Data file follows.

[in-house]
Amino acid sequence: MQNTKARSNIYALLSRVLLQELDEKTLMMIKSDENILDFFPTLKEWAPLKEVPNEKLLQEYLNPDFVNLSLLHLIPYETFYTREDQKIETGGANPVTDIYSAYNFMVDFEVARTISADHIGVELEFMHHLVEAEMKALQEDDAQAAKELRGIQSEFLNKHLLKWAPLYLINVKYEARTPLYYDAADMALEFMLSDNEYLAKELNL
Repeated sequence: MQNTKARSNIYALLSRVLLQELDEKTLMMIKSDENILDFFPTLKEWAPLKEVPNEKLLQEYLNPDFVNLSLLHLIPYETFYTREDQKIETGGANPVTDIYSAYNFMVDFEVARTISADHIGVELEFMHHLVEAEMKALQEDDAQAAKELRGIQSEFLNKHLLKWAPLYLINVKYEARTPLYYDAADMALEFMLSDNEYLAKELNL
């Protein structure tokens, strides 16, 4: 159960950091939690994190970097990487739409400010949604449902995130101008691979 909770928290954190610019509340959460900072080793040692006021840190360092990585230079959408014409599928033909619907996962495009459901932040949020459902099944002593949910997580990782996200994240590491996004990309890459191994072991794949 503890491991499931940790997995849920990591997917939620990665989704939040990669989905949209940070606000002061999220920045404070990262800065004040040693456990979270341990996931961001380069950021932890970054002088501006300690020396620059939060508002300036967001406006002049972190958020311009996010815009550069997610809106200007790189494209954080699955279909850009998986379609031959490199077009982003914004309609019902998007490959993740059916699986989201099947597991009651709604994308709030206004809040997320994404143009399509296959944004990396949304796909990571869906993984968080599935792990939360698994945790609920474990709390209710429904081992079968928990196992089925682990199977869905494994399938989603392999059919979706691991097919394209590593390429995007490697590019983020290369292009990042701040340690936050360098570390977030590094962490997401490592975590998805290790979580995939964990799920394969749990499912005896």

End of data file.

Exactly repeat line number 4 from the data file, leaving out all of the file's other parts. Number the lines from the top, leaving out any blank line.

């Protein structure tokens, strides 16, 4: 159960950091939690994190970097990487739409400010949604449902995130101008691979 909770928290954190610019509340959460900072080793040692006021840190360092990585230079959408014409599928033909619907996962495009459901932040949020459902099944002593949910997580990782996200994240590491996004990309890459191994072991794949 503890491991499931940790997995849920990591997917939620990665989704939040990669989905949209940070606000002061999220920045404070990262800065004040040693456990979270341990996931961001380069950021932890970054002088501006300690020396620059939060508002300036967001406006002049972190958020311009996010815009550069997610809106200007790189494209954080699955279909850009998986379609031959490199077009982003914004309609019902998007490959993740059916699986989201099947597991009651709604994308709030206004809040997320994404143009399509296959944004990396949304796909990571869906993984968080599935792990939360698994945790609920474990709390209710429904081992079968928990196992089925682990199977869905494994399938989603392999059919979706691991097919394209590593390429995007490697590019983020290369292009990042701040340690936050360098570390977030590094962490997401490592975590998805290790979580995939964990799920394969749990499912005896």